In other words, it's basically the story of the struggle that most mothers with careers are familiar with in real life (whether the dad remains in the picture or not). But in this case, hey --- it's a dad deciding that his kid's important! Let's all celebrate! Wow, he's such a great father!!!!  ::) ::) ::)



Offline Jeff Wrangler

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Re: What Happened???
« Reply #113 on: February 17, 2012, 12:04:36 pm »
As I recall, the dad begins the movie as the typical ambitious, workaholic dad. Then the wife abruptly leaves to "find herself." The dad is forced to take over and become a more engaged parent, resentfully and clumsily at first, but with increasing sensitivity and involvement and appreciation for the role. Eventually there's some sort of showdown where he has to choose between work and family. He chooses family. In the end, the wife returns and, I think, wants the kid back. The dad argues that he should retain custody and in the end he does.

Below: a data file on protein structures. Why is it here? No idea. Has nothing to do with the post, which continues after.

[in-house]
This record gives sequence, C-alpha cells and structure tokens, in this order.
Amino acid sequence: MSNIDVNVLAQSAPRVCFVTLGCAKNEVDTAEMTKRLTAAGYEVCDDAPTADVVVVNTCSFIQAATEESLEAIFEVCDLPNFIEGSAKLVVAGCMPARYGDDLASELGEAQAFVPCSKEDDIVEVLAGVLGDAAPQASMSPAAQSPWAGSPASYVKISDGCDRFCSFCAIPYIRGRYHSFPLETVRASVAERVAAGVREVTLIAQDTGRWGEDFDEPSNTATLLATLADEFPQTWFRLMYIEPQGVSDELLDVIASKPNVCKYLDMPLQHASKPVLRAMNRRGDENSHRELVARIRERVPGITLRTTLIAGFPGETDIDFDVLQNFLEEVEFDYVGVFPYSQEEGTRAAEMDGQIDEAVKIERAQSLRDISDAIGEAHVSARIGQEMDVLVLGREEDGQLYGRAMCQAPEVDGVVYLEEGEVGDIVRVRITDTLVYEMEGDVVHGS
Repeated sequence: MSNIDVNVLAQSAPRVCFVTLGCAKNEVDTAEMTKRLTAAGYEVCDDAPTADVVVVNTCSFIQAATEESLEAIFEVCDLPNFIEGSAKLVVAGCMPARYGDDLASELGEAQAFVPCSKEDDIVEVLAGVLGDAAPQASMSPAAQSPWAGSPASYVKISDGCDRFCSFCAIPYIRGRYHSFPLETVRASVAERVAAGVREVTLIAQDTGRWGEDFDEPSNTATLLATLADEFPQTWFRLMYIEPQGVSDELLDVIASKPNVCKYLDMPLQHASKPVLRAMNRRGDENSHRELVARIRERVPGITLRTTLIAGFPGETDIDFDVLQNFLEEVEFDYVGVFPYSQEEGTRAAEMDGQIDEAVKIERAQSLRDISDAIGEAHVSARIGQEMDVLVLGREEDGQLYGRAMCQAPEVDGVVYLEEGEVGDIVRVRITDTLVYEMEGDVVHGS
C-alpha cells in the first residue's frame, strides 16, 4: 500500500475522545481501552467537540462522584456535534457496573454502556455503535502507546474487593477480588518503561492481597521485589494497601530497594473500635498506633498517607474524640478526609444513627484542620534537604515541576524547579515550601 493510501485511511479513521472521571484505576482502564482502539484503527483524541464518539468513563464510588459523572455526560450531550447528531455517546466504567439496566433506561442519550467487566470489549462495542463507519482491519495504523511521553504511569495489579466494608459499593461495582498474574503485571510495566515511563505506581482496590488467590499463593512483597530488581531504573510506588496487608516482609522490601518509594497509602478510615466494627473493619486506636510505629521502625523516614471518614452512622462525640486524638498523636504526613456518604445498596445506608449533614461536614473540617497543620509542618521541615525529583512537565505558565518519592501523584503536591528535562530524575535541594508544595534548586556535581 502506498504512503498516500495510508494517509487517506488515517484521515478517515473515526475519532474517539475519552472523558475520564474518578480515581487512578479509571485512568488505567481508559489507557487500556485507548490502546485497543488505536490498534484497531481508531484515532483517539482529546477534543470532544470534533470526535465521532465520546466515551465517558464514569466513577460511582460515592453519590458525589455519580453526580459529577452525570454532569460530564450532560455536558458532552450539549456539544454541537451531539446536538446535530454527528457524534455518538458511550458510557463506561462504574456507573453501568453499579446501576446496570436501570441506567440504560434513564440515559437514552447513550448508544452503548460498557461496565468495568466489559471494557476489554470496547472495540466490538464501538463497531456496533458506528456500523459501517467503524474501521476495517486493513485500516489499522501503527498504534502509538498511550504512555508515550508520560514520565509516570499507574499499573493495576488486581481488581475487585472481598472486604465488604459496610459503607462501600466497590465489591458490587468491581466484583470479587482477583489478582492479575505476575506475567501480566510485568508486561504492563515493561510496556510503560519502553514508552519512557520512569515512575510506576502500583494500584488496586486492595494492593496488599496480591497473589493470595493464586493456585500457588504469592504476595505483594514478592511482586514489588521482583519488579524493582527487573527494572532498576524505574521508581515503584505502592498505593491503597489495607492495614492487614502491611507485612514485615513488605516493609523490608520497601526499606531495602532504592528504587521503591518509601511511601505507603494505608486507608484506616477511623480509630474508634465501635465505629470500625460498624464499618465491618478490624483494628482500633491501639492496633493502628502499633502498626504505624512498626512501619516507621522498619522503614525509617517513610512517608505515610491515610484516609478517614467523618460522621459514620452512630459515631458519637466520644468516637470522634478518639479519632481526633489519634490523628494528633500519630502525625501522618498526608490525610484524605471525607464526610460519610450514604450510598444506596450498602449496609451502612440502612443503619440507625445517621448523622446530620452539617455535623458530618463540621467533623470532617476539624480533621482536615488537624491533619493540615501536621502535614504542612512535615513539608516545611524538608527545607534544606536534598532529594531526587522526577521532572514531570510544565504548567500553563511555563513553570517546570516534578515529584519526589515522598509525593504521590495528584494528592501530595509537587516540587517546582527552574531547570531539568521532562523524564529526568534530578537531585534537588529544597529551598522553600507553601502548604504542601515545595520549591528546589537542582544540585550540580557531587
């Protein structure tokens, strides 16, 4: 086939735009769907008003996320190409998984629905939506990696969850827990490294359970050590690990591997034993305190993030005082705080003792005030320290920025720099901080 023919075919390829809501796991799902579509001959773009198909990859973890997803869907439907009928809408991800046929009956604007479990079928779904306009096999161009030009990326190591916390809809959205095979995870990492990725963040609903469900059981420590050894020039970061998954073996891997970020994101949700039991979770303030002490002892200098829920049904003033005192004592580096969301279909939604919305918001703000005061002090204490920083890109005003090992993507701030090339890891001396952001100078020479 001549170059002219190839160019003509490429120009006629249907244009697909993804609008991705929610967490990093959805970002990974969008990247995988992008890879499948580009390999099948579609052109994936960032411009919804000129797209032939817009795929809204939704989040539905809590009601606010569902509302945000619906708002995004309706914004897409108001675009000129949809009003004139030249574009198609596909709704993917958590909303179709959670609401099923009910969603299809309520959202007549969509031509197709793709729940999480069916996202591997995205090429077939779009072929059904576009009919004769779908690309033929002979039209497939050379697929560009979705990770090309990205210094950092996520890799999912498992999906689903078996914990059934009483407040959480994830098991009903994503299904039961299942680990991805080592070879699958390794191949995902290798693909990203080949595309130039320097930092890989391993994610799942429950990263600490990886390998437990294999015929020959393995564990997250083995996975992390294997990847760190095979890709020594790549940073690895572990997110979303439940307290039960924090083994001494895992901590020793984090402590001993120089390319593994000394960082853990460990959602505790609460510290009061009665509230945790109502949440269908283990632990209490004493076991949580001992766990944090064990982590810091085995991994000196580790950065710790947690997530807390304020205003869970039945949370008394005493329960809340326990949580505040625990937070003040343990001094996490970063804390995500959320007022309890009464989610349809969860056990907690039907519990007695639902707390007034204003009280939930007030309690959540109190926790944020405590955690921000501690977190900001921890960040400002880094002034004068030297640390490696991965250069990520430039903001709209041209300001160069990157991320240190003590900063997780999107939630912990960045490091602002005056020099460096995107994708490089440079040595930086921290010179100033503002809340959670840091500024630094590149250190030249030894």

Oi. Who dreamed up that fantasy?  8)
"It is required of every man that the spirit within him should walk abroad among his fellow-men, and travel far and wide."--Charles Dickens.

Offline serious crayons

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Re: What Happened???
« Reply #114 on: February 17, 2012, 12:16:44 pm »
Here's another update on the Unequal Childhoods/parenting styles issue:

So I posted that list of "parents who are superior to you" on Facebook. A bunch of people commented, and I found one friend's comment particularly interesting: She said that when her (now adult) kids were younger she didn't pay much attention to parenting advice, or feel pressure to do things one way or another, just sort of did whatever seemed best at the time. She seemed pretty satisfied with that.